– @Web


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Issue No. 198: 🚨 That’s Bold.

Today, I have the pleasure of announcing our first partner for 2017. I’ll start by providing some context into what I was looking for in a brand partnership. Do they provide value to the 2PML readership? Is their story compelling? Are they an industry leader in media, data, brand, or eCommerce?
Bold Commerce checks all of these boxes and more. And I’m proud to announce them! I am excited to work with CMO Jay Myers and Melanie Fatouros-Richardson to tell their story and to provide readers the opportunity to connect with them, in a host of ways.
Who they are: 
Bold Commerce is Shopify’s largest app development partner, crafting some of the most successful eCommerce apps available on the market. The success behind this Winnipeg-based company lies in its ability to provide two of the most coveted things in the business world — money and time. – Business Elite Canada 
When Bold Commerce launched as a Shopify-only agency in 2012, Tobi Lütke (Shopify’s founder/CEO) and Harley Finkelstein (COO) only had 11,000 stores on the platform. Fast forward to today and Shopify is hosting 400,000+. With 160 employees and growing by 8-10 each month, the agency’s client list includes: Microsoft, NPR, TimeLife, Proctor and Gamble, Zippo, Cirque De Soleil, and Google.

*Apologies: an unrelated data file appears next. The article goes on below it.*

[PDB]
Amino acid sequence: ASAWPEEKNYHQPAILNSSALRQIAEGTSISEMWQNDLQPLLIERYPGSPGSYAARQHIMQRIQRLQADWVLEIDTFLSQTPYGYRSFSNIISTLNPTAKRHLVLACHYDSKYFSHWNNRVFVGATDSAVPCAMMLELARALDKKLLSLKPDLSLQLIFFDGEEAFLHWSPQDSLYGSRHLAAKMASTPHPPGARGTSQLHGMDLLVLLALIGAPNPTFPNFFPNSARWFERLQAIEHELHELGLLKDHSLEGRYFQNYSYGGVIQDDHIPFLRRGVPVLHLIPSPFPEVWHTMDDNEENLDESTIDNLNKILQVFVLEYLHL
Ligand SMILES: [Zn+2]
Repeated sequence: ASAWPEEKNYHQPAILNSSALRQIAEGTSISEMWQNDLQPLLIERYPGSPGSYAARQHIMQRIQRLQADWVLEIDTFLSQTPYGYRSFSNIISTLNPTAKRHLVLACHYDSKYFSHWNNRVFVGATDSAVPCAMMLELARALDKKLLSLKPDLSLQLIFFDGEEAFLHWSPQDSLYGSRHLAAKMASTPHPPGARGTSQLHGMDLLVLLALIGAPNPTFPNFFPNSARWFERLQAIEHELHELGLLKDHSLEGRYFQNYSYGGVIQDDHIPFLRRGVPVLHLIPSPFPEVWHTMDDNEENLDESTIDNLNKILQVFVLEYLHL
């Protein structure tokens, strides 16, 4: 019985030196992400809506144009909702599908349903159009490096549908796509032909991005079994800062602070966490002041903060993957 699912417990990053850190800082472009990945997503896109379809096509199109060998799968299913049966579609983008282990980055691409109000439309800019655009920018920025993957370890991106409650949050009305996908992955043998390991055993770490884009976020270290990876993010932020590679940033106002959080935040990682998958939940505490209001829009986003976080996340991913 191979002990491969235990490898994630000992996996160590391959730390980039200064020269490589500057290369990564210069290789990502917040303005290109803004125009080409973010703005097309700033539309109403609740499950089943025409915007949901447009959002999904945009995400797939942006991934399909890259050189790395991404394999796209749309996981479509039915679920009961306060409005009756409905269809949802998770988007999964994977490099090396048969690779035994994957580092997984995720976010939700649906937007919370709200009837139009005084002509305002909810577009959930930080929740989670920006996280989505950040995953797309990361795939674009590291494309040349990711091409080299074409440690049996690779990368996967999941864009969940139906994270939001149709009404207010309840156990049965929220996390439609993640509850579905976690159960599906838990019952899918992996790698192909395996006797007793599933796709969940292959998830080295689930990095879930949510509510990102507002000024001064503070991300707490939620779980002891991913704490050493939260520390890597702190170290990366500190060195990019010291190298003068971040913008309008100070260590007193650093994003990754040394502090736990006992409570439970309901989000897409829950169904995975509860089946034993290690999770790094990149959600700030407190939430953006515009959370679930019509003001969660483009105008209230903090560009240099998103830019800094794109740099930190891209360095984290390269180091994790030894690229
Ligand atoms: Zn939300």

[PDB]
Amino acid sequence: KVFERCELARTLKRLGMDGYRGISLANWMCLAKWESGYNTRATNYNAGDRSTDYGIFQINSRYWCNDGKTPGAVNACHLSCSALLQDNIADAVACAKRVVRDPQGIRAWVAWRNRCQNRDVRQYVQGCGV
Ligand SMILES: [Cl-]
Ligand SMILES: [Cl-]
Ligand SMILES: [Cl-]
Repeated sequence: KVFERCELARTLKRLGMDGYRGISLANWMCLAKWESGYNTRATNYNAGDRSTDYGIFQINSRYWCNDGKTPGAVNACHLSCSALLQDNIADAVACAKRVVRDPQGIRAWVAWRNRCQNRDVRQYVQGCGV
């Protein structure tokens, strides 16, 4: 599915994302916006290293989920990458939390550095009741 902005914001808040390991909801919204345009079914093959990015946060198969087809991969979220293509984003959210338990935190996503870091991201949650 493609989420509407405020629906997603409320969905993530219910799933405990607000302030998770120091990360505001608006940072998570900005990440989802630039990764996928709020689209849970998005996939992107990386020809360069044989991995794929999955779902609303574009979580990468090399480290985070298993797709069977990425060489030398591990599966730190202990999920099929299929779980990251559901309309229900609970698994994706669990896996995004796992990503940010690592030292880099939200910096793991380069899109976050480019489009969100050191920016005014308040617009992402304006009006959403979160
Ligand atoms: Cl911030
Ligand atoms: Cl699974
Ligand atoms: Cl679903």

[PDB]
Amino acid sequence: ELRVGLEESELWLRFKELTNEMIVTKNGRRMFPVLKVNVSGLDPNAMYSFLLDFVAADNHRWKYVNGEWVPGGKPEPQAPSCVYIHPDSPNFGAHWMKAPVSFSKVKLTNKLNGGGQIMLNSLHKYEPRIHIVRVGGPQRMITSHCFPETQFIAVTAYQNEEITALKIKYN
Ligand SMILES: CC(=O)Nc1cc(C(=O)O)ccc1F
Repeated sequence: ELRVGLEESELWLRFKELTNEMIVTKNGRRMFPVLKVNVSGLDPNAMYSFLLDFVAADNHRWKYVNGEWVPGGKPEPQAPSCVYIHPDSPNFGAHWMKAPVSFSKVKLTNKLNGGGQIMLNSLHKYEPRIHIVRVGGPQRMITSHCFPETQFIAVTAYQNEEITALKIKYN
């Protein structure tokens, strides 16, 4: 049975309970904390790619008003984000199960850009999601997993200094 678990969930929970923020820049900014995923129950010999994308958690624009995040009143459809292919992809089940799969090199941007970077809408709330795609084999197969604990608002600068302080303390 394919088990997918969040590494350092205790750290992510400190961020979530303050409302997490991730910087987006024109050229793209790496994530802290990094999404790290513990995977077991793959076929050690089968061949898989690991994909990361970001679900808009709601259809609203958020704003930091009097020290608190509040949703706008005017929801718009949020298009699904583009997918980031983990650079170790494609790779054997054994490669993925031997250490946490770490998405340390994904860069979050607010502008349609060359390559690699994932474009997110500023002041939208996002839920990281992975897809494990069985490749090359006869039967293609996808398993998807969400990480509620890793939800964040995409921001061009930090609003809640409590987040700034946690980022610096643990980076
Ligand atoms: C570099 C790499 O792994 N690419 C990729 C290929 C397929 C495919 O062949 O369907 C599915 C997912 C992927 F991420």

Not only do they lead data-driven design for brands that are starting, expanding, or re-platforming from Magento or Demandware, they have generated a steady stream of apps over the years. This includes 18 publicly available Shopify apps, 90 private apps, and five in the pipeline by Q4 2017.
In a recent article in Winnipeg Free Press, Myers alludes to Bold’s trajectory:
Myers said Bold’s vision is to expand — “We’ve stated we want to be a billion-dollar business with a staff of 500” — and build what he calls a high-tech campus in Winnipeg, where Bold can help incubate other software companies. “Instead of investing cash, we’ll invest our expertise” in these start-up companies, Myers said. “We could have used something like that when we started and we can help them learn from the mistakes we made.”
One of the common themes in tech media is the explosive-growth of VC funded startups. We hear about it so often that we take it for granted. Bold Commerce seems to have accomplished just as much, without the funding or the hype-cycle – proving that there’s more than one way to achieve their rare level of success.  In a series of posts, 2PML will highlight where they are and where they are going. You may not recognize the name but you know their work. Those humble Canadians.
Interested in a warm intro to the Bold Commerce team? Reply to today’s letter and let’s discuss. Follow @2PMLinks for more updates.
See more of the issue here.